Lastly, because a hot work permit program ensures that all hazards and precautions have been considered before such work begins, such a program can help you exercise due diligence as to the hot work requirements. And the permits themselves are documentary proof that you took all reasonable steps to protect workers and ensure compliance with the OHS laws.
Bottom line: Even where a hot work permit program isn’t required, implementing one is an effective way to ensure compliance with the hot work requirements in your jurisdiction and with your safe work procedures for such work. And courts may very well consider it to be a best practice.
3 KEY ELEMENTS OF A HOT WORK PERMIT
Your hot work permit program should explain when permits are required, the procedures for issuing a permit, what’s to be done with the permits and training on the program. For example, the permits should always be available at the workplace or worksite. And the program should permit hot work permits to be issued only by a “competent person” who’s completely familiar with the work or situation covered by the permit and who has control over changes in that work area, such as a supervisor. (For more information on who qualifies as a “competent person,” see “Compliance 101: What Makes a Worker a ‘Competent Person’ under OHS Laws?” Sept. 2008, p. 11.).
Example: At a chemical facility in Buffalo, NY, a contract welder and foreman were repairing a support on top of an atmospheric storage tank containing flammable vinyl fluoride, which exploded. The welder died instantly from blunt force trauma; the foreman received first-degree burns and minor injuries. The US Chemical Safety Board’s investigation of the incident concluded that the facility’s employee who signed the hot work permit had no knowledge of the process to which the tank was connected or its associated hazards.
General Safe Work Permit Checklist
A permit system can be used for other kinds of especially hazardous work. For example, some jurisdictions specifically require the use of confined space permits. In general, a safe work permit should include the following information:
- Name of worker
- Location of the work
- The specific work to be done
- Date and time the work is to start and end
- Hazards involved in the work
- Any preparatory actions required, such as atmospheric testing, locking out equipment, etc.
- Safe work procedures
- PPE required
- Emergency procedures
- Emergency equipment needed
- Telephone number to call for help and where the nearest phone’s located
- Signature of person issuing the permit
- Signature of worker to indicate that he understands the hazards involved and know the precautions to be taken
- Date and time the permit is issued
A hot work permit has three key elements or sections:
General information about the work. The permit should contain basic information about the work, including:
- The location of the work;
- The nature of the work to be done, such as welding, grinding, etc.;
- Who’s doing the work, whether an employee or contractor; and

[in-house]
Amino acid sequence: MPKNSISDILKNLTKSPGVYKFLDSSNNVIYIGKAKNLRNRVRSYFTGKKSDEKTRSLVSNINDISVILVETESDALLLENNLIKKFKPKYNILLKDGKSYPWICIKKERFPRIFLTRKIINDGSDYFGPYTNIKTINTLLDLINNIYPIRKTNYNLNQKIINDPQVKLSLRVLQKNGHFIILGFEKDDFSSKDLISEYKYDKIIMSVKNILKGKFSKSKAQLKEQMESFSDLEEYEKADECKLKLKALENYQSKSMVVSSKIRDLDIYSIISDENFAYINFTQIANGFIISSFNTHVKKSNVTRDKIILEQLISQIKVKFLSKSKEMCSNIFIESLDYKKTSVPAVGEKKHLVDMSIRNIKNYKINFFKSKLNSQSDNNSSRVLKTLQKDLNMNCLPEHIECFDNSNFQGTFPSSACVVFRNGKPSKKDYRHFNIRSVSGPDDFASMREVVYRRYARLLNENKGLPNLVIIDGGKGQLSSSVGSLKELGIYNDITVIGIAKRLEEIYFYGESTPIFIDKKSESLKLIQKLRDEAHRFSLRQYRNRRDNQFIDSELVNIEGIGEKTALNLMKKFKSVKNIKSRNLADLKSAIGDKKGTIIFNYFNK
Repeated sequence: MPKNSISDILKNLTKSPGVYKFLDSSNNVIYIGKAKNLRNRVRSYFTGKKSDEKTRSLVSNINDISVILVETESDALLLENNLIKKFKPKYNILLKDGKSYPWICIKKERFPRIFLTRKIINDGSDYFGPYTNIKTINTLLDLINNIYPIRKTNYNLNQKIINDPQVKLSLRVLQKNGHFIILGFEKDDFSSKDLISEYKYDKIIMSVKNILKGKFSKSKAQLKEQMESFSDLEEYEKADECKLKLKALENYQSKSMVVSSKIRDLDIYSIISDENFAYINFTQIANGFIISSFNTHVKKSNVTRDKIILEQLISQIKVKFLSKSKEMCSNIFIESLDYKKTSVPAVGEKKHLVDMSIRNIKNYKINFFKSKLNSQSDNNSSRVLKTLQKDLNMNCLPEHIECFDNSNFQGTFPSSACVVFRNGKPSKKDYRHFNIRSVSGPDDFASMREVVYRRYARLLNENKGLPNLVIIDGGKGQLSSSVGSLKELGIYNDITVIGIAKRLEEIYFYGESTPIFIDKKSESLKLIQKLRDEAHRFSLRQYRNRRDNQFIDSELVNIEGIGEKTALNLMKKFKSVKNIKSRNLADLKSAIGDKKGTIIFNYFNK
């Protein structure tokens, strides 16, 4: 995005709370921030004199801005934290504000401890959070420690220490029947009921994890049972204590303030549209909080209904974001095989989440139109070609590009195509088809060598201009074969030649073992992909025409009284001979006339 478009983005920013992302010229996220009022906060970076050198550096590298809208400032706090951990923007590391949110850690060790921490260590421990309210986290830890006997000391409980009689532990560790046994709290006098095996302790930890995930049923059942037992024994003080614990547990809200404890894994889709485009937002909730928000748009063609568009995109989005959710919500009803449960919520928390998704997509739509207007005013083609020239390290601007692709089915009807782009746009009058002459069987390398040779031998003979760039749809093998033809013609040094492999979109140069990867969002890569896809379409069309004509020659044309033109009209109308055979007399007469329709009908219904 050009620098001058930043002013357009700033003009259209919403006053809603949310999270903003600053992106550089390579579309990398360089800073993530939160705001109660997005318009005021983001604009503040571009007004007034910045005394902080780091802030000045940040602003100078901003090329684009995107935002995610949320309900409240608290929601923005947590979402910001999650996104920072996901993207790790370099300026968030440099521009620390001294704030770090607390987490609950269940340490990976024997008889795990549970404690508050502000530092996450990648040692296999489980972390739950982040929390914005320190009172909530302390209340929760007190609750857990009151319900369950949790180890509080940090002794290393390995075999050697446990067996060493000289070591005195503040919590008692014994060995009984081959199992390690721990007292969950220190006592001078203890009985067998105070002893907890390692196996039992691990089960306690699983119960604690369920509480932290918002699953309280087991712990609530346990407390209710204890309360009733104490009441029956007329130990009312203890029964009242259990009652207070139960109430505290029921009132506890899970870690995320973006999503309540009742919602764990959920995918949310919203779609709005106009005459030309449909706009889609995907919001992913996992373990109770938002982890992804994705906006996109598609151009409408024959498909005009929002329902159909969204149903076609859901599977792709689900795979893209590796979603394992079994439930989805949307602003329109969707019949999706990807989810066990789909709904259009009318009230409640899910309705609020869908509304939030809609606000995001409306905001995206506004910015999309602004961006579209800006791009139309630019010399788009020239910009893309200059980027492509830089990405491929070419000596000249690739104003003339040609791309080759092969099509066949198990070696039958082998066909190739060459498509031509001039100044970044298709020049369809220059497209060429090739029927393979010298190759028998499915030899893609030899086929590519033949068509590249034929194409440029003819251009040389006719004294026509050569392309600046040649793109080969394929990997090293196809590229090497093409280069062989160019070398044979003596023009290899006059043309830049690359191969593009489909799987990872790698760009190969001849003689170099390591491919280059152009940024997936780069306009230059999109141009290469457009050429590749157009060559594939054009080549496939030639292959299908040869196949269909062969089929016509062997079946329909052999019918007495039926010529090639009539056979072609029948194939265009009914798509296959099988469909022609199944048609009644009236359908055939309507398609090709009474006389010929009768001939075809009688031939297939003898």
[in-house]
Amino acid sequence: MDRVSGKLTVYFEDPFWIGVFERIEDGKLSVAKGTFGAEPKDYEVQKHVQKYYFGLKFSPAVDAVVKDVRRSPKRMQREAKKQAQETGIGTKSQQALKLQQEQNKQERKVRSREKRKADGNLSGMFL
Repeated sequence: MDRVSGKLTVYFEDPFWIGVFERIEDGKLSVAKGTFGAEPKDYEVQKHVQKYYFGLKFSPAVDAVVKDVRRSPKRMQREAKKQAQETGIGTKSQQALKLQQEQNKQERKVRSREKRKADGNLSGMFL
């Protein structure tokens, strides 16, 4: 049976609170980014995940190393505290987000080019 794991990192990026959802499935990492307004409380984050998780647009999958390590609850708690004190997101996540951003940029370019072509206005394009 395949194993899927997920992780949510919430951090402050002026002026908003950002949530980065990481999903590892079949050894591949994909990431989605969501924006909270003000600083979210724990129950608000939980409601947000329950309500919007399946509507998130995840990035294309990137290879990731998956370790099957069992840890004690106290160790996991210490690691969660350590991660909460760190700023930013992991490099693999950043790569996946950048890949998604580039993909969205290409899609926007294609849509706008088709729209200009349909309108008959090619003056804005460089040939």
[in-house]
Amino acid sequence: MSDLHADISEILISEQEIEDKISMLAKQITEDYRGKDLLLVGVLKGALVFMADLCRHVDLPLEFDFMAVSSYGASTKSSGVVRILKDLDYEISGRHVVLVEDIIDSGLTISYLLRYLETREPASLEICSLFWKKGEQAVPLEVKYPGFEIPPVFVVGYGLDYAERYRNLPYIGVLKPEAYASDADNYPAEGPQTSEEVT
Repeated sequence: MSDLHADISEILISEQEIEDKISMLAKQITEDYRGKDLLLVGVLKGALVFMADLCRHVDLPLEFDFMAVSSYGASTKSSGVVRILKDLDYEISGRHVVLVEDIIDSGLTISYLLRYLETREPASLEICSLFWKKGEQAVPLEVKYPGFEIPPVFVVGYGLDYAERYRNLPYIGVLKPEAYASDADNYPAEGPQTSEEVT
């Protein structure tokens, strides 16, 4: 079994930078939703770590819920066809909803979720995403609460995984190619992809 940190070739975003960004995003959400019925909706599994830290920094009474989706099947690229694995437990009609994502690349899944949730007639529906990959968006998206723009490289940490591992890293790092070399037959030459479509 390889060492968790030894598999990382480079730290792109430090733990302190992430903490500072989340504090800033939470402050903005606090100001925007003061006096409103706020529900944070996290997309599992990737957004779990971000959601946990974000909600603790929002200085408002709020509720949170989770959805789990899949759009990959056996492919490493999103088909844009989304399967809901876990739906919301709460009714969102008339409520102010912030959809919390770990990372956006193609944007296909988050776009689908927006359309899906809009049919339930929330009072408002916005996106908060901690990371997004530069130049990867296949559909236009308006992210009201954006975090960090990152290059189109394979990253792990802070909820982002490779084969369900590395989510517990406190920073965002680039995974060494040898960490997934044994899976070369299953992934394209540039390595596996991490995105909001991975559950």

- When the permit was issued and when it expires.
Assessment of the hazards. As with all work, to adequately protect workers, you must assess the hazards associated with the hot work. For example, you need to determine whether there are flammable or combustible materials or gases in or near the location where the hot work will be done. An inspection of the location will identify many hazards, such as pieces of cloth or wood that could ignite. But you may not be able to detect some hazards with just your eyes—or nose.
Example: A worker in BC was welding the transom on an aluminum boat, not realizing that there was flammable gasoline vapour under the deck. The vapour exploded, throwing the worker about three metres and injuring him. The boat’s deck hit the ceiling. A WorkSafeBC investigation concluded that the employer inadequately assessed the potential for flammable vapour ignition and explosion. Instead of using instruments to test for the presence of flammable vapours, it inappropriately relied on the sense of smell.
So make sure that you test the atmosphere to determine whether combustible gases, dusts or vapours are present that could ignite when the hot work is done. And include the steps you took in your assessment and the results in the hot work permit.
Safety precautions to be taken. Lastly, the hot work permit should spell out all of the safety precautions to be taken both before and during the hot work. For example, if there’s combustible dust in the location, require it to be dampened, swept up or otherwise removed before the work is done. Also, indicate what PPE, if any, the worker is required to wear while performing the hot work, such as a welding helmet or appropriate eye protection.
There are many different aspects to fire prevention in the workplace and implementing safe work procedures for hot work is a critical step. Developing a hot work permit program can go a long way toward preventing the serious consequences that one stray spark can cause. (For a safety talk on hot work, go to Safety Smart. Not a Safety Smart member? Sign up for a free trial.)